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Sandro Rosell
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Monday, September 25, 2017

After years of tense relations with the United States under former President Barack Obama, Israeli Prime Minister Benjamin Netanyahu is emerging as one of the most prominent international personalities, according to multiple sources who told the Washington Free Beacon that Democrats, Republicans, and high-level White House officials are clamoring for a sit down with the Israeli leader on his current trip to Washington. He arrived on Tuesday for two days of meetings with President Trump and his cabinet members.  

Senior officials across party lines hope to let Netanyahu know that America has Israel's back and that years of tension during the Obama administration is just water under the bridge, according to both congressional sources and those close to the Trump administration.

Netanyahu's schedule is already packed with powwows between President Trump, senior administration officials, and a cast of leading lawmakers on Capitol Hill from both sides of the aisle.

Meetings will center on U.S. lawmakers' desire to reset relations with the Jewish state. Multiple sources told the Free Beacon that sit downs with White House officials will focus on holding Iran accountable for violations of the nuclear deal, moving the U.S. embassy in Israel to Jerusalem, and combating efforts at the United Nations to delegitimize Israel.

Netanyahu is expected to meet with Trump and other senior officials Wednesday before heading to Capitol Hill, where he will meet with leading Democrats and Republicans.

Netanyahu is also expected to take separate meetings with Senate Majority Leader Mitch McConnell (R., Ky.) and Senate Minority Leader Chuck Schumer (D., N.Y.), sources told the Free Beacon.

Further meetings could take place with members of the Senate Foreign Relations Committee before Netanyahu travels to the House side of the Capitol for an evening meeting with House Speaker Paul Ryan (R., Wis.).

There is a strong desire among all parties to show Netanyahu that after nearly a decade of chilly relations during the former administration, the United States is prepared to restore the historic relationship with the Jewish state.

"Netanyahu's schedule is so full that he literally can't find time for all the high level meetings people want to have with him," said one veteran foreign policy adviser who is closely in touch with the White House on Middle East issues. "The truth of this is, it's nature taking its course."

Recent polling shows that support for Israel is at an all-time high among Democrats and Republicans. Democratic lawmakers in particular are no longer being pressured by the former administration to distance themselves from Netanyahu and Israel.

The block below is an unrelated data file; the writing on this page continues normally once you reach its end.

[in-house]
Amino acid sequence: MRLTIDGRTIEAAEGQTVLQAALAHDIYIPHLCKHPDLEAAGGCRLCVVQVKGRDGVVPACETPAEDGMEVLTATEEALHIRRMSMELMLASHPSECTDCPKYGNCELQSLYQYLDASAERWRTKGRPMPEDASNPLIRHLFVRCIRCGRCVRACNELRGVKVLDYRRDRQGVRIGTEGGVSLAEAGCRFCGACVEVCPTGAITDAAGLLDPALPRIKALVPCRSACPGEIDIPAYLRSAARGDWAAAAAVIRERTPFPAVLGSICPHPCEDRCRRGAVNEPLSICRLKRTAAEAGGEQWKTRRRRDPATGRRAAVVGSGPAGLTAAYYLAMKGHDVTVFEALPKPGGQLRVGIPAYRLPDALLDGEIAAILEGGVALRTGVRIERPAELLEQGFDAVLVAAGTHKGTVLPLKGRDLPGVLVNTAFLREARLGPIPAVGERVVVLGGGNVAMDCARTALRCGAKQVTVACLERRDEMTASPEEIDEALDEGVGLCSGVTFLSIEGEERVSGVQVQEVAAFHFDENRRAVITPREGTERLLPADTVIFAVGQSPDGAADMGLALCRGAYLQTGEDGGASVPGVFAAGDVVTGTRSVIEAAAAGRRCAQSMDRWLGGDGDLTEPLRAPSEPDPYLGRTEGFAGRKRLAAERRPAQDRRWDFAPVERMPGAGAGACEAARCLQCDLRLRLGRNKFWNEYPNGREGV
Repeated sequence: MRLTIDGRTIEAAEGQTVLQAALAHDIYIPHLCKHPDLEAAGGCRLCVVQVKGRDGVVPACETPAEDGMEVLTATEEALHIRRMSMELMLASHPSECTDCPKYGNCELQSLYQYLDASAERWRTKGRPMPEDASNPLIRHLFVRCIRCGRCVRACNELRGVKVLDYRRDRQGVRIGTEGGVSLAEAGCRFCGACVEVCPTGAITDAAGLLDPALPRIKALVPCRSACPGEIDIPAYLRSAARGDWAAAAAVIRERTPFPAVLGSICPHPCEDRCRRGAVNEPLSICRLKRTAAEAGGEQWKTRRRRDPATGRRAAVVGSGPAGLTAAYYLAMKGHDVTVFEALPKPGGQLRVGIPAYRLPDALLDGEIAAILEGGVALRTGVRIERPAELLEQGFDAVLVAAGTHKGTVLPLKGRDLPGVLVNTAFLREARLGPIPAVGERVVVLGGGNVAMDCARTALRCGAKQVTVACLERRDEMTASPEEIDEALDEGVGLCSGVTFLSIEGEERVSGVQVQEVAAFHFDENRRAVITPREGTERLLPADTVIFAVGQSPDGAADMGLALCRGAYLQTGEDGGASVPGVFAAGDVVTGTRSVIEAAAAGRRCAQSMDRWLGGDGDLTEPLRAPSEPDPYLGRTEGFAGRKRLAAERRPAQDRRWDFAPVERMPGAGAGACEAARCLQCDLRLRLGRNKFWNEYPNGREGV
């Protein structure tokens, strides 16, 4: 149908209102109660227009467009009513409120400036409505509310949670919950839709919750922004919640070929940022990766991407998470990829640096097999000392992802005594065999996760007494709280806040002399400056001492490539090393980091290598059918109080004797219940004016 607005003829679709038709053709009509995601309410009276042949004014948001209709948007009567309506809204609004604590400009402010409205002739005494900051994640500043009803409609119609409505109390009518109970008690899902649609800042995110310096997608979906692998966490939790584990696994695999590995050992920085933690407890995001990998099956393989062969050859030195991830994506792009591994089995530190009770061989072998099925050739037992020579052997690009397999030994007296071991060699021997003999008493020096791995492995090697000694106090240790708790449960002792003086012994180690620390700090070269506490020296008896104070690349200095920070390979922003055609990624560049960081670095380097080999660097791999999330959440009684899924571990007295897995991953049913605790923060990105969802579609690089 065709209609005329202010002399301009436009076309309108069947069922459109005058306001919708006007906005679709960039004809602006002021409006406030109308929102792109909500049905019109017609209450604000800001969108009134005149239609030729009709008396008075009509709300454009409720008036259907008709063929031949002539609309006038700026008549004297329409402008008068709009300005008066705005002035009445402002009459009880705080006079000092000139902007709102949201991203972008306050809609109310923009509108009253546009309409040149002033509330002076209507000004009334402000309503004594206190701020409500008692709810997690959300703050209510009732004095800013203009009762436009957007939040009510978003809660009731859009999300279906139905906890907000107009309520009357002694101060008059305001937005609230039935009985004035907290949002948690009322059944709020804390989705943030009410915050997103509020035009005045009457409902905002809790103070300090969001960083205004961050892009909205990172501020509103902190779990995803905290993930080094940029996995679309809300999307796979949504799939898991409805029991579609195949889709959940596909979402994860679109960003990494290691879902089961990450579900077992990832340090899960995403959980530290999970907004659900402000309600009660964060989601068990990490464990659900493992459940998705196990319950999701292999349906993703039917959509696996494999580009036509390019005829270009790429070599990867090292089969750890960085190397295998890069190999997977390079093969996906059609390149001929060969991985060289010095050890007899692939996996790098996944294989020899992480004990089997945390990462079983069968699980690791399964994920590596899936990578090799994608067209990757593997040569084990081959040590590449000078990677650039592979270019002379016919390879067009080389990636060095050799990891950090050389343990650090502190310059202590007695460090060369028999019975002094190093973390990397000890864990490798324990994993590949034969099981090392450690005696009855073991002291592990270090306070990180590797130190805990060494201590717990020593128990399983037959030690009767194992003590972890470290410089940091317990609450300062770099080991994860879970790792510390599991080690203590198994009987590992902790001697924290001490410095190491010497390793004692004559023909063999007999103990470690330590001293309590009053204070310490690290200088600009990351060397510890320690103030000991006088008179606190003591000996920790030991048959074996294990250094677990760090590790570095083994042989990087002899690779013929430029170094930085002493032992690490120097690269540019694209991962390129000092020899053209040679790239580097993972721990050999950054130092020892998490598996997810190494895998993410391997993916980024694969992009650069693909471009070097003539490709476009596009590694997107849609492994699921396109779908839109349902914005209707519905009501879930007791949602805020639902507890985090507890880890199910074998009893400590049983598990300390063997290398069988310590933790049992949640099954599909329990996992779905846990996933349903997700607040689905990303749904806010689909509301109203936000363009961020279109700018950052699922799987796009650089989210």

"Without Obama trying to force Democratic lawmakers to choose between Israel and the United States nature is taking its course and everyone wants to see how they can help bolster the U.S.-Israel relationship," the source said. "Voters want to see this."

One source characterized Netanyahu as the "cool kid in town."

On Capitol Hill, senior sources focused on the Middle East expect that lawmakers will emphasize a reset in relations with Israel. They also will seek to reassure Netanyahu that key foreign aid packages to Israel will remain robust and fully funded.

"There's broad recognition that it's time to turn a page on years of hostility towards Israel from the Obama administration. President Trump and the Republican Congress are focused on strengthening Israel's security and the U.S.-Israel relationship—not condemning housing projects in disputed territories and pushing anti-Semitic U.N. resolutions," said one senior congressional aide familiar with the Israeli leader's travel itinerary.

"This provides a major opportunity for both the United States and Israel to stand up to Iran and all those who seek to defame and destroy the Jewish state," the source said. "Given the warm relationship between Bibi and Trump, everyone seems upbeat and optimistic about the future of the alliance moving forward."

Dennis Ross, a veteran Middle East hand who worked for former presidents Bill Clinton, George W. Bush, and Obama, told reporters on Monday that there is a strong desire to cast sour relations between the United States and Israel as a byproduct of the Obama administration.

That, Ross said during a conference call hosted by the Israel Project, is the "overriding message that emerges from this week,"

"Democrats will be anxious to show they're close to Israel as well," Ross said, adding that Netanyahu will convey the message that Israel's relationship is with America as a whole, not any one administration. 

Analysts say Netanyahu is seeking to forge common ground on Iran and regional issues as he meets with Trump for the first time as president.